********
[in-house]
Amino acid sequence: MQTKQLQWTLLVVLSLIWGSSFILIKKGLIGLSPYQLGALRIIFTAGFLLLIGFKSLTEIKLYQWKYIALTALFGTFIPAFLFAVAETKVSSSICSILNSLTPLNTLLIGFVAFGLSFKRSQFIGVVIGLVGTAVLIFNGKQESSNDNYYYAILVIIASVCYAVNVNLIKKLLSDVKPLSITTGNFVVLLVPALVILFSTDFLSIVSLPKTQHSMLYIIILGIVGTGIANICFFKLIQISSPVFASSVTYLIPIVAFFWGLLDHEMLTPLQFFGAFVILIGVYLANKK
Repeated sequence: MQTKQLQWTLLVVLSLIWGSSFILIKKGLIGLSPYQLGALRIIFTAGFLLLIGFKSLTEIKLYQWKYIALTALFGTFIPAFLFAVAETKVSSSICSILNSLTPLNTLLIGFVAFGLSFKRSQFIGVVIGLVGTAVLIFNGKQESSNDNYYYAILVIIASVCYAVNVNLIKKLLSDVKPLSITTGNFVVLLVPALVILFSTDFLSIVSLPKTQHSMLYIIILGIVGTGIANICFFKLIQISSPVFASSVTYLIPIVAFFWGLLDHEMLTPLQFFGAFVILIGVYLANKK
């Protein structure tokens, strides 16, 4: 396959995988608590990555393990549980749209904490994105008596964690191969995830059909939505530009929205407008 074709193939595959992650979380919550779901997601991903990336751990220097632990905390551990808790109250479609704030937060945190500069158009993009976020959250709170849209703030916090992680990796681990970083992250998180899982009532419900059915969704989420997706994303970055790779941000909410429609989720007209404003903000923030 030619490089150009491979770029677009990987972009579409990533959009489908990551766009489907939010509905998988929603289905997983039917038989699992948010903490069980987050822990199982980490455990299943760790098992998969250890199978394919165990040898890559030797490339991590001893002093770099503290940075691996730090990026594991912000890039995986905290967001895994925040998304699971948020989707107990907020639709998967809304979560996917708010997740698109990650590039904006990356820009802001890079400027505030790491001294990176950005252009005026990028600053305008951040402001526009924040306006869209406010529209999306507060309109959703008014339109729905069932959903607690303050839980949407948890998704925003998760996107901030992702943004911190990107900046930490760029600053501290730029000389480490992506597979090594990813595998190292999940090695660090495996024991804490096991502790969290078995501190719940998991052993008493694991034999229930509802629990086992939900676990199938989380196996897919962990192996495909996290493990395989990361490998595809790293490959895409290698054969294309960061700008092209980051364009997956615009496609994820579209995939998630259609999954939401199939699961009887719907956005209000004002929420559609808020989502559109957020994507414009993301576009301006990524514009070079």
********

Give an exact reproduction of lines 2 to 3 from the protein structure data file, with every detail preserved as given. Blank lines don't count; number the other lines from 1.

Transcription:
Amino acid sequence: MQTKQLQWTLLVVLSLIWGSSFILIKKGLIGLSPYQLGALRIIFTAGFLLLIGFKSLTEIKLYQWKYIALTALFGTFIPAFLFAVAETKVSSSICSILNSLTPLNTLLIGFVAFGLSFKRSQFIGVVIGLVGTAVLIFNGKQESSNDNYYYAILVIIASVCYAVNVNLIKKLLSDVKPLSITTGNFVVLLVPALVILFSTDFLSIVSLPKTQHSMLYIIILGIVGTGIANICFFKLIQISSPVFASSVTYLIPIVAFFWGLLDHEMLTPLQFFGAFVILIGVYLANKK
Repeated sequence: MQTKQLQWTLLVVLSLIWGSSFILIKKGLIGLSPYQLGALRIIFTAGFLLLIGFKSLTEIKLYQWKYIALTALFGTFIPAFLFAVAETKVSSSICSILNSLTPLNTLLIGFVAFGLSFKRSQFIGVVIGLVGTAVLIFNGKQESSNDNYYYAILVIIASVCYAVNVNLIKKLLSDVKPLSITTGNFVVLLVPALVILFSTDFLSIVSLPKTQHSMLYIIILGIVGTGIANICFFKLIQISSPVFASSVTYLIPIVAFFWGLLDHEMLTPLQFFGAFVILIGVYLANKK